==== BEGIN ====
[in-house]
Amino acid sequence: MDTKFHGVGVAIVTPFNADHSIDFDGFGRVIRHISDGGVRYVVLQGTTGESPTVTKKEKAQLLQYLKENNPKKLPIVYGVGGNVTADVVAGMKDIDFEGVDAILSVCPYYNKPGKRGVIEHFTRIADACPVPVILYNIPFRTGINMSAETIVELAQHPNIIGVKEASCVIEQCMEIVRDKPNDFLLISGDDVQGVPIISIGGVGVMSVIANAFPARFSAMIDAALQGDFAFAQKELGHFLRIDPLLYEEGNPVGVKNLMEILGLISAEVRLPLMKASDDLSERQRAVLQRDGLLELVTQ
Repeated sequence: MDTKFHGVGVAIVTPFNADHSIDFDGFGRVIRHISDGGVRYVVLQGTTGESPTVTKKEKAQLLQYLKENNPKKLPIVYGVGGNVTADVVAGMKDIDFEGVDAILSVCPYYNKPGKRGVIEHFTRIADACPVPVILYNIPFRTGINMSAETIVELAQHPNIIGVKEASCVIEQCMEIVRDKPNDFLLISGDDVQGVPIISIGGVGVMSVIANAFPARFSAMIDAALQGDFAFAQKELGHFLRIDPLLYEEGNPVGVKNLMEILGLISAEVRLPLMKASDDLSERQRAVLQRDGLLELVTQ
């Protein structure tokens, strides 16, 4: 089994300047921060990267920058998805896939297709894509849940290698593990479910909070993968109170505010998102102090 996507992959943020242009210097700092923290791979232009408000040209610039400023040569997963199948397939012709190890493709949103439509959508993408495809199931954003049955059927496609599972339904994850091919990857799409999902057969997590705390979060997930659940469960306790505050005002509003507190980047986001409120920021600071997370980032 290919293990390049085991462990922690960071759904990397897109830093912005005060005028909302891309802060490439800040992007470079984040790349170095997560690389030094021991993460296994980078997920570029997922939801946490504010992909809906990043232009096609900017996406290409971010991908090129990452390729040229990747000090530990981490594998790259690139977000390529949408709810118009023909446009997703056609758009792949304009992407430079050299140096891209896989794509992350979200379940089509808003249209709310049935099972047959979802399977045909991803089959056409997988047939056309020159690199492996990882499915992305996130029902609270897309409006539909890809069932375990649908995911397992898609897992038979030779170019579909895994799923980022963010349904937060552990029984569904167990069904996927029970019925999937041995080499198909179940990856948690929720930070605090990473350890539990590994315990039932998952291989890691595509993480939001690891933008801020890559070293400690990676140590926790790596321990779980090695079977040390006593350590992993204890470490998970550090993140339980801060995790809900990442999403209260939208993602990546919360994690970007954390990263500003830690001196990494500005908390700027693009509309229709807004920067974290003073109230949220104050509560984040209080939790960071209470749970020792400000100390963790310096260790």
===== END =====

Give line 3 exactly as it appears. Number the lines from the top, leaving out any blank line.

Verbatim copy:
Repeated sequence: MDTKFHGVGVAIVTPFNADHSIDFDGFGRVIRHISDGGVRYVVLQGTTGESPTVTKKEKAQLLQYLKENNPKKLPIVYGVGGNVTADVVAGMKDIDFEGVDAILSVCPYYNKPGKRGVIEHFTRIADACPVPVILYNIPFRTGINMSAETIVELAQHPNIIGVKEASCVIEQCMEIVRDKPNDFLLISGDDVQGVPIISIGGVGVMSVIANAFPARFSAMIDAALQGDFAFAQKELGHFLRIDPLLYEEGNPVGVKNLMEILGLISAEVRLPLMKASDDLSERQRAVLQRDGLLELVTQ